Legal battle for law enforcement, Marsy’s law heads to Florida Supreme Court

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TALLAHASSEE, Fla. (WTXL) – Legal battle over Marsy’s law advances in Florida Supreme Court.

The state’s highest court agreed on Tuesday to consider whether the identity of law enforcement can remain private under the law.

It’s a legal battle between the city of Tallahassee and the Florida Police Benevolent Association.

If the city does what it wants, it would help reveal the identity of law enforcement in shootings involving officers.

The legal back-and-forth stems from three fatal shootings involving an officer in 2020.

After a Leon County Circuit Court judge denied law enforcement protection under Marsy’s Law, the Police Benevolent Association appealed and won in September 2020.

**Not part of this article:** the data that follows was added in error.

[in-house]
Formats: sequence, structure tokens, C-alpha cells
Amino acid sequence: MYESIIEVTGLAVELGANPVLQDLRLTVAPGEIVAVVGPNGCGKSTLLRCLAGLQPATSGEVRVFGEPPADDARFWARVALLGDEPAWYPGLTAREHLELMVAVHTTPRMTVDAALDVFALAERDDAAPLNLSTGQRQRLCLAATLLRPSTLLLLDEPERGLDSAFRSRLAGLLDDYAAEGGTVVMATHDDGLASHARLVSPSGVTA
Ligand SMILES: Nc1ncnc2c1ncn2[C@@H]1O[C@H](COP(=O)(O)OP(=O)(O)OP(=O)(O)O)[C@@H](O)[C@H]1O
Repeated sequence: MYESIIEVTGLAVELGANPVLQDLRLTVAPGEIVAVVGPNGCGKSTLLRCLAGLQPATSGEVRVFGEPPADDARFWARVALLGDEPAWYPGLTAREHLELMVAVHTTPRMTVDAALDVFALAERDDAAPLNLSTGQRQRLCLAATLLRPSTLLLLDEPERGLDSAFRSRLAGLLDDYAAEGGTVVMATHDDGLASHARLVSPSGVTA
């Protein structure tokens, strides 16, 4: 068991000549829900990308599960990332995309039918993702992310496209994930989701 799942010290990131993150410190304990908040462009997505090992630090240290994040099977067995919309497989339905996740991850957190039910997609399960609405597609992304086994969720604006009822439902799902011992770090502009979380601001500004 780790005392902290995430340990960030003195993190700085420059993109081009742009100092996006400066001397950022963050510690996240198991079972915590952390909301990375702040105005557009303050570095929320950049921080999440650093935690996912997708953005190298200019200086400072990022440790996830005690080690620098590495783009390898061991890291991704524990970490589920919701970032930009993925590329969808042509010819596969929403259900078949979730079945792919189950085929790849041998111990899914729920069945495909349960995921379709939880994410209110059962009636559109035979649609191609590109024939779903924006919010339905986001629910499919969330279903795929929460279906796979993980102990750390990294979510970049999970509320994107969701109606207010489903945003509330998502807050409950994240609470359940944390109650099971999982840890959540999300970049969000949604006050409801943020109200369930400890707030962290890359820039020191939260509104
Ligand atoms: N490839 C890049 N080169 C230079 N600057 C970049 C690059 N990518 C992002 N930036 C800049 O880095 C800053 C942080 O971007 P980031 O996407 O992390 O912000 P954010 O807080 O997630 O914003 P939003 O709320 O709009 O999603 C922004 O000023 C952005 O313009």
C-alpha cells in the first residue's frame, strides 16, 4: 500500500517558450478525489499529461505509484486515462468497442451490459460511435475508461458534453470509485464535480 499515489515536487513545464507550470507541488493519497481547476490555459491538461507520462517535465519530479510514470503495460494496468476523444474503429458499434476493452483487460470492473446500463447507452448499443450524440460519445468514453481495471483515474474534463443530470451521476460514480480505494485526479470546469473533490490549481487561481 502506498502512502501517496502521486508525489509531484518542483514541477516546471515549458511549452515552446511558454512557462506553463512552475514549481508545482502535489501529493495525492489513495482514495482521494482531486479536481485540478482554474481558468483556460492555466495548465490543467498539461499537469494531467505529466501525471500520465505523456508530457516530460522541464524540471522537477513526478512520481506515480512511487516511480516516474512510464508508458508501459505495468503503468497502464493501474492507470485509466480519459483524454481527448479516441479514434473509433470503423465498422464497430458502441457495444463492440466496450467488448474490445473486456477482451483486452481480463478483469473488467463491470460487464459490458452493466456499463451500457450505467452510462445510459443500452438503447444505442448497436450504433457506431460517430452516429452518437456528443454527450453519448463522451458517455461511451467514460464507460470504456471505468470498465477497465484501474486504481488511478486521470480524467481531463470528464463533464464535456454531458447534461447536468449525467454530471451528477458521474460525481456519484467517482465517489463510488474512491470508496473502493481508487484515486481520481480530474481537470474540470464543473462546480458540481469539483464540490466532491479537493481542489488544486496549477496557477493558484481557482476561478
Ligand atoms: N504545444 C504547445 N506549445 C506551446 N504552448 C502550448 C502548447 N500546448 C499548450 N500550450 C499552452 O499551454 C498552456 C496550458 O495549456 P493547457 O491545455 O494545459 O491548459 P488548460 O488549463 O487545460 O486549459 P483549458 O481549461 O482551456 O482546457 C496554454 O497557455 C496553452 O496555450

This case will determine whether an officer may be the victim of a crime while on duty and whether this will afford him or her protection.

Tallahassee City attorney Cassandra Jackson gave a statement to ABC 27 about what was to come.

At a minimum, every Supreme Court judge agrees that determining whether law enforcement officers, in the performance of their official duties, may be victims under Marsy’s Law is an important legal question. that deserves their attention.

The Florida Police Benevolent Association believes the police were victimized before shooting the suspects.

They believe their officers have the same rights under Marsy’s Law as any other citizen.

The City of Tallahassee and the Florida Police Benevolent Association must provide their information by January 25, 2022.

The law aims to ensure that victims and their families enjoy true equality before the law by guaranteeing them standing to act before the courts.

It assures victims that their privacy is respected and that their names or other identifying information will not be disclosed.

The Tallahassee Police Department argued that the officers involved in the shootings were victims of crime and withheld their names under Marsy’s law.


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